Junilu

*Practice only makes habit, only perfect practice makes perfect.
So, practice mindfully. Practice doing the right things and doing things right. *— Junilu

[How to Ask Questions] [How to Answer Questions]

And then come the optimizations.

I've gone through two 'cycles' of this optimization effort, and I admit to thinking there must be a way to kill off the outer loop (the quarters loop). But now thanks to Junilu, I see now why the pennies loop was worse than useless (it's a big timewaster!). So I've got it down to three loops as well.

Hopefully Rick will tell us when the due date is, so I can see if my code is the best it could be.

1: We have w pennies, x nickels, y dimes, and z quarters.

2: w + x + y + z MUST equal 50 and there cumulative value MUST equal 100.

This allows us to conclude that only x penny values evenly divisable by 5 could complete our needs, so we can set the penny array like so... { 5, 10, 15, 20, 25, 30, 35, 40, 45 }. 0 and 50 are automatically excluded since they do not meet the minumum requirements.

Now we can write a function to whittle this down a little: we'll use 45 for the 1st example.

1: 45 pennies provides a difference of 5 coins.(50 - 45 = 5).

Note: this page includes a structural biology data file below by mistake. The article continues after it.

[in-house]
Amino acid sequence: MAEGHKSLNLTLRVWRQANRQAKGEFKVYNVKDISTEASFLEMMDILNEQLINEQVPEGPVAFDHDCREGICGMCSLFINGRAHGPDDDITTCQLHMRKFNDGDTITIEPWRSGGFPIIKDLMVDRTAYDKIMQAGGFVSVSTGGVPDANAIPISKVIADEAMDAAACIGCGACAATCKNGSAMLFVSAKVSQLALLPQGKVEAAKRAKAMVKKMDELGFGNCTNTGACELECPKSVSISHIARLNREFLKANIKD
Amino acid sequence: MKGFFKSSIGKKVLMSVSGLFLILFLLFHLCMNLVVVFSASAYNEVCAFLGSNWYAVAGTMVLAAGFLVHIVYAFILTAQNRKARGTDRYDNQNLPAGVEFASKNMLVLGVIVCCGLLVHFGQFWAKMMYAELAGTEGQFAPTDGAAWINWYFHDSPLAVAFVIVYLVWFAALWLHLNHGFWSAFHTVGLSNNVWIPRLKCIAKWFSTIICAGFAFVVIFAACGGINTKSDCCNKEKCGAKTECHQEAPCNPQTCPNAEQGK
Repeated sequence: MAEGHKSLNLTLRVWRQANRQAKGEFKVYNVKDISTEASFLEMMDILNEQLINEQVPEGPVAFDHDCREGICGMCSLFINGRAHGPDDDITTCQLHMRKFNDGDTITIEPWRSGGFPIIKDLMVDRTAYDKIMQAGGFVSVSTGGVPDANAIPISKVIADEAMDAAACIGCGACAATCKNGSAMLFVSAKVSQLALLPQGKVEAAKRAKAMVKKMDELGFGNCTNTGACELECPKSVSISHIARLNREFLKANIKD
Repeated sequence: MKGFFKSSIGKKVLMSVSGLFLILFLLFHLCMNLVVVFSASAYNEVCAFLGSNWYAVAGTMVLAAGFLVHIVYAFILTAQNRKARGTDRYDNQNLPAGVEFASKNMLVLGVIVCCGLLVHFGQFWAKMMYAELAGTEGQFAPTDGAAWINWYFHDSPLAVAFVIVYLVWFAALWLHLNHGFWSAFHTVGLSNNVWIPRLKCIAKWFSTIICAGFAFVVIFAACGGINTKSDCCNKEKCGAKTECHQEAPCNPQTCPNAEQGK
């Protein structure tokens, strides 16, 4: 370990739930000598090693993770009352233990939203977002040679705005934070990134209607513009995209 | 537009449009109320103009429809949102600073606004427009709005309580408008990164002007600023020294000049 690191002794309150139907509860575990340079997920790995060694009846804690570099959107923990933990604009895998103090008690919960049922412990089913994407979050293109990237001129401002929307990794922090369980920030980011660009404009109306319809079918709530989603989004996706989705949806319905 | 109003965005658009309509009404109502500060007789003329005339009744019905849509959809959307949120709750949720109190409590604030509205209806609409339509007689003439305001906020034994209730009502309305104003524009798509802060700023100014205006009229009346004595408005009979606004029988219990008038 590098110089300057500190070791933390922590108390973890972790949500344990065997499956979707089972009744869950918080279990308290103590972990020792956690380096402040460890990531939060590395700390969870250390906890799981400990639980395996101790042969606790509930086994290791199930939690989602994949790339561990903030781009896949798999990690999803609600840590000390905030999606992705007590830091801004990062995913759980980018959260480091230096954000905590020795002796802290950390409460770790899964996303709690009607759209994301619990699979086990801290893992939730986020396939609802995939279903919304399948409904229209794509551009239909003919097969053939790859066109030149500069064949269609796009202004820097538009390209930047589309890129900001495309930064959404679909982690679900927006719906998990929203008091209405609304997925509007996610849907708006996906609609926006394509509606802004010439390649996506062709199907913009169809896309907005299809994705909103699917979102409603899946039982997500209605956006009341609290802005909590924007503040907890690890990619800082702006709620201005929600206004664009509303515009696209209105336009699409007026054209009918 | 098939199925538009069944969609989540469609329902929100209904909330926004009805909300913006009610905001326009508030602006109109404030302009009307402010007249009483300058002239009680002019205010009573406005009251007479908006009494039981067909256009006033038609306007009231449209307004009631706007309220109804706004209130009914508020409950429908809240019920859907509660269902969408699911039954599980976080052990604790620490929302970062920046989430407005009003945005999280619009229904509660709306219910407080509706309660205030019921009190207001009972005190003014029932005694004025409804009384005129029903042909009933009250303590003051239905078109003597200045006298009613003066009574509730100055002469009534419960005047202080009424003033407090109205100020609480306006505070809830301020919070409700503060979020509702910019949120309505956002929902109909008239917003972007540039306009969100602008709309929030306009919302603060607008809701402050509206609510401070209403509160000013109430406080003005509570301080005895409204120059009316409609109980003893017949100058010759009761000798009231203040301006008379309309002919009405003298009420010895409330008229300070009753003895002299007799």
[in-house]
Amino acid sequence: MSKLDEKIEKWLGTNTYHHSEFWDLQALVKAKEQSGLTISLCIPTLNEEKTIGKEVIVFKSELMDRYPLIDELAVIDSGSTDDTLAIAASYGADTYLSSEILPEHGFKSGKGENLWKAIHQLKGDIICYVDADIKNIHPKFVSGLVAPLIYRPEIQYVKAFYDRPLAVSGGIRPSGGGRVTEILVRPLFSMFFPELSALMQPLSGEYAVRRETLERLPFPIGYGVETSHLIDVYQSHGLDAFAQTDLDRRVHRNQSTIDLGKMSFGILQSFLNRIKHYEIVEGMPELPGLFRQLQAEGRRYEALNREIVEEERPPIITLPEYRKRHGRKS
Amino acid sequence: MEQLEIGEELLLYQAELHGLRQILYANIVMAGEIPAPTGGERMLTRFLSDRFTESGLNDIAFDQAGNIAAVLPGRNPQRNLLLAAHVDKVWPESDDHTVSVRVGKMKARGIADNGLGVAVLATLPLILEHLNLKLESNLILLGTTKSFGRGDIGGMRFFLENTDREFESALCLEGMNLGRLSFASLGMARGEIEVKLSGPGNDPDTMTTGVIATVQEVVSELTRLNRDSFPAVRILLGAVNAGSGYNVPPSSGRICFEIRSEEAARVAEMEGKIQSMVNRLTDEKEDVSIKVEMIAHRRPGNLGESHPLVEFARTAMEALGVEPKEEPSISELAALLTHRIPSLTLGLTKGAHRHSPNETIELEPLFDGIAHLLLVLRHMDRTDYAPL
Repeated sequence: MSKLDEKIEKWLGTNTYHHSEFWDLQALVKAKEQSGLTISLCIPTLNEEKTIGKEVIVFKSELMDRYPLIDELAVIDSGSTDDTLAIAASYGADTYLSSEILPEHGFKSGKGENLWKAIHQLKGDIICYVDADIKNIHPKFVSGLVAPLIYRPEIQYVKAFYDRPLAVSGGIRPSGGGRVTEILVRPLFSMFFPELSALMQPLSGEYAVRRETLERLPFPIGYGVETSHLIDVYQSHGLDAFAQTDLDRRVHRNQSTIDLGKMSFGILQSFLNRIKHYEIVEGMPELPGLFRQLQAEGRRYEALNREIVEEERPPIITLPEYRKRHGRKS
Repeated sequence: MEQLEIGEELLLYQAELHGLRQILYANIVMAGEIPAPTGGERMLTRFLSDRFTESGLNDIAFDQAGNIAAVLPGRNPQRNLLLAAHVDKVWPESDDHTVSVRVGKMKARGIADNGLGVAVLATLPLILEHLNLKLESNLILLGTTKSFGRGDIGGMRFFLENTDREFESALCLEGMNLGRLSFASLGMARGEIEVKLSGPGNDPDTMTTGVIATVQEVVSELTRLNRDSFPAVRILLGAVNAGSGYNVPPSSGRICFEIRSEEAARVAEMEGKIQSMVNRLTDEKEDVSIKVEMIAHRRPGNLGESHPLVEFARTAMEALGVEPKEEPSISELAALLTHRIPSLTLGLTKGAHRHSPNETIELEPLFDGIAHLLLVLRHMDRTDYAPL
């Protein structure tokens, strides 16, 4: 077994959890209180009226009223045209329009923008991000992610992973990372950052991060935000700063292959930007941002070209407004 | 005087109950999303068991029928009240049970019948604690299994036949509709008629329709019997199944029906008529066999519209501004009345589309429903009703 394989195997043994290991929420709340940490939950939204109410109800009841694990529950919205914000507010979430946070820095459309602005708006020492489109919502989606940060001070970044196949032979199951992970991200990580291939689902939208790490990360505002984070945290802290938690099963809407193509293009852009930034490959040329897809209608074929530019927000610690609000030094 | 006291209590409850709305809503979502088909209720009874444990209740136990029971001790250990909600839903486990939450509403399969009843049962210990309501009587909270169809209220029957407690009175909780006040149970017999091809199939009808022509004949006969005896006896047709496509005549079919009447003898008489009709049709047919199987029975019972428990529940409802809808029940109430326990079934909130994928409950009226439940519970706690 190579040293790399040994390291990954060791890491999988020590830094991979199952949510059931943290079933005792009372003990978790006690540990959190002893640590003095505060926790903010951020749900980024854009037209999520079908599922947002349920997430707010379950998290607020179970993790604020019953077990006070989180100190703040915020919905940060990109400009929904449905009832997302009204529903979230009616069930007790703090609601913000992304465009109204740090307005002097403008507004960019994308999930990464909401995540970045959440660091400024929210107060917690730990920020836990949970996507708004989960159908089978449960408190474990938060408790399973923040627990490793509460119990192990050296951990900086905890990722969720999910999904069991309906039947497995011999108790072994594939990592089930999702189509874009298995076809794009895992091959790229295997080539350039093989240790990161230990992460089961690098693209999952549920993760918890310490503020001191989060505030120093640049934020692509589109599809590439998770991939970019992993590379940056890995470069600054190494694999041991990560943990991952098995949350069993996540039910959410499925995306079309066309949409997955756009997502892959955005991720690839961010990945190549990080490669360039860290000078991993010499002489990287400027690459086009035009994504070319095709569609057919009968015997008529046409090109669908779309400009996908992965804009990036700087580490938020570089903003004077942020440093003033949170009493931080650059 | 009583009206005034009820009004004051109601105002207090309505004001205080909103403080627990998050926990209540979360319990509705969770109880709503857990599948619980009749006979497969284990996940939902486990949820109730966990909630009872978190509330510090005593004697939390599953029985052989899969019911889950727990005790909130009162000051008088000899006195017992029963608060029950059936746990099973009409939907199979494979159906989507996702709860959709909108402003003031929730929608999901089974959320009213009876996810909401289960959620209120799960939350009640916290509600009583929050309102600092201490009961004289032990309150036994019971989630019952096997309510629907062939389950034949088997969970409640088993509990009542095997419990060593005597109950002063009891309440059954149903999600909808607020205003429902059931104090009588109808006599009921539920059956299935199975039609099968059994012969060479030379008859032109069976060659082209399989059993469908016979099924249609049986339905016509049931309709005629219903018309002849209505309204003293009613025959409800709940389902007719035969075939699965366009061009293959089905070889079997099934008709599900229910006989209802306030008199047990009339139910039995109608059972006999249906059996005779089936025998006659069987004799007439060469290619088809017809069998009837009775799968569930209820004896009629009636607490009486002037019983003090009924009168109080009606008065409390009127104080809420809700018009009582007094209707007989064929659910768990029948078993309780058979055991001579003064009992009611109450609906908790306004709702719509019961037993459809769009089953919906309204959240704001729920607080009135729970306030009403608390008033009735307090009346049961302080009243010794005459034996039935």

2: The 5 coins must total 55 (100 - 45 = 55).

*2A: Add a vlidity check here: multiply the # of coins (5) x our denominator (5) = 25. Is this less than the amount needed (55)? Yes, so you can continue. {If NOT then this number of pennies is not valid and you can stop here.}

3: Can 5 coins containing at least one nickel, one dime, and one quarter = 55? To find out we add 5 + 10 + 25 and get 40. (this could actually become a program constant)

4: 55 - 40 = 15.

5: Divide 15 by our denominator (5) = result (3).

6: A Static array of arrays could determine what the corresponding values would be (*hint: a result of 3 would point us to a positional Array[3] which would have subsequent Array[3][0]=5 and Array[3][1]=10. Array[0] and Array[1] would both be null) Deciphering the Array values will tell you which coins you need to add to your assumed coins ( 45 pennies, 1 nickel, 1 dime, 1 quarter ) to achieve a value of 100.

7: So our solution for 45 is "45 pennies, 2 nickels, 2 dimes, and 1 quarter"

Confused? Me too... let's test it with penny array 20...

1: 20 pennies provides a difference of 30 coins.(50 - 20 = 30) .

2: The 30 coins must total 80 (100 - 20 = 80).

*2A: Validity check: multiply the # of coins (30) x our denominator (5) = 150. Is this less than the amount needed (80)?

No, it is not, so this number of pennies cannot represent a valid solution.

Now that you've built the function, loop through the array and call it 9 times, printing out the good results and you should come up with

*a*correct solution. I hope this helps in some way... it may not be complete but should give you plenty to think about!